“Everyone is female, and everyone hates it.” This is the thesis of Andrea Long Chu’s performatively edgy, frequently hilarious chapbook, Females, which is both a work of queer theory and a satire on its excesses. It’s feminist theory fueled by contradictions within feminism—and it’s also, unintentionally, an indictment of contemporary Christianity.
To be “female,” here, is to be subjected, “to be defined by self-negation,” to scoop out your own desires and replace them with somebody else’s, desiring only to be what he desires. “I am female,” Chu writes, “And you, dear reader, are female, even—especially—if you are not a woman.”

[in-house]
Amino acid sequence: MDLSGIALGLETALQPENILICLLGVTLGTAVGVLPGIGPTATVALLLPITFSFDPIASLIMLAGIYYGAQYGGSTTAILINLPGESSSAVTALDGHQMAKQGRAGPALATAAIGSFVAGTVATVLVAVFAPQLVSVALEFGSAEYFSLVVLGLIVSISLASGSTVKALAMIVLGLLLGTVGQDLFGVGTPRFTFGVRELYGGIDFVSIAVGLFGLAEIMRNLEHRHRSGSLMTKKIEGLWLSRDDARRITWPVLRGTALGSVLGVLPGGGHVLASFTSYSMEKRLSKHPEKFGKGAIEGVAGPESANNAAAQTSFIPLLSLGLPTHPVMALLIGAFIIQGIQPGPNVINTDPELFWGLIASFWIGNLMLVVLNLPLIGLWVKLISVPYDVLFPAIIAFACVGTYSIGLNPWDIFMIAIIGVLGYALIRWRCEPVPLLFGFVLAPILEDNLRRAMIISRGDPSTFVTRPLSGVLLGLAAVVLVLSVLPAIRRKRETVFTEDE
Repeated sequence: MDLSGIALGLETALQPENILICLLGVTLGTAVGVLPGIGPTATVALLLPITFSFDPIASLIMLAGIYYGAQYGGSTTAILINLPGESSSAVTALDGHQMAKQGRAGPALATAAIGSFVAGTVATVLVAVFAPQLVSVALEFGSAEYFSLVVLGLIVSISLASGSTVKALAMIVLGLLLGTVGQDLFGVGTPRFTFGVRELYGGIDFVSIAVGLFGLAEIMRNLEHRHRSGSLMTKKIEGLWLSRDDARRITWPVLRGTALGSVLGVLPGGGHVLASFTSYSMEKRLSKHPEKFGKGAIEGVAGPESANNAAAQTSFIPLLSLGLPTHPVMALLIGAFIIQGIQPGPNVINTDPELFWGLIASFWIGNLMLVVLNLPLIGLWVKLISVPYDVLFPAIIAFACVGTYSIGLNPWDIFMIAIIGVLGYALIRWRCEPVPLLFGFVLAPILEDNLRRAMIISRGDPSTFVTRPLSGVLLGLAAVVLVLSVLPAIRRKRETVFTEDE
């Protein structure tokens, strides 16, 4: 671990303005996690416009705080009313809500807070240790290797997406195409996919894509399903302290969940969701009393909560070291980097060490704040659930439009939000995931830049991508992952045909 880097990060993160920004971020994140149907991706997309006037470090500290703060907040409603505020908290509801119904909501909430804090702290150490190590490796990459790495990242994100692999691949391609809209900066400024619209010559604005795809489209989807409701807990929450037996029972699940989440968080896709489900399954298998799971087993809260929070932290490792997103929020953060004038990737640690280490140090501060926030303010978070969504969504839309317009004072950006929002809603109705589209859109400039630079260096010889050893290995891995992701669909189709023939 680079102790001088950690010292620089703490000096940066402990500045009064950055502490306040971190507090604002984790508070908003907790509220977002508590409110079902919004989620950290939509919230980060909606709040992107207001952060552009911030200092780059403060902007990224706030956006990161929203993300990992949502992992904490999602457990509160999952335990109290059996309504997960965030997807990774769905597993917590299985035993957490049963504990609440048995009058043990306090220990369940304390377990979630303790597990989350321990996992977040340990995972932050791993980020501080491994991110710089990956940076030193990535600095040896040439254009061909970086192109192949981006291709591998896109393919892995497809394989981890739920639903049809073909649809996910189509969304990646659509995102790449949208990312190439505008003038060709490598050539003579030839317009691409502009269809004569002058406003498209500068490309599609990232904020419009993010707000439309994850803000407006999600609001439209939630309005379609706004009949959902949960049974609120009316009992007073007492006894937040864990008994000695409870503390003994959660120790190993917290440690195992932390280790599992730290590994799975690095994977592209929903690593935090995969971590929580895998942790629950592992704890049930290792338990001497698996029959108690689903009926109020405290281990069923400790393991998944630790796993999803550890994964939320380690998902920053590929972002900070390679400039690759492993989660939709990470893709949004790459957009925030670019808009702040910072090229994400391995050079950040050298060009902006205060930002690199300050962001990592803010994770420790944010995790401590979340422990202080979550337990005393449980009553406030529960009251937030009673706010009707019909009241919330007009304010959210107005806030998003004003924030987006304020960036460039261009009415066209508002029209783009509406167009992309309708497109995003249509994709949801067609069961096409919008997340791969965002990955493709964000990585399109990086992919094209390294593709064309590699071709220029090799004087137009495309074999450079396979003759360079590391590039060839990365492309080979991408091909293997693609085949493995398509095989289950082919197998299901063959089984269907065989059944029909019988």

It’s female to be catcalled. It’s female to dress seductively. But it’s at least as female to hand over your customer’s order with a smile and the corporate-mandated phrase, “My pleasure.”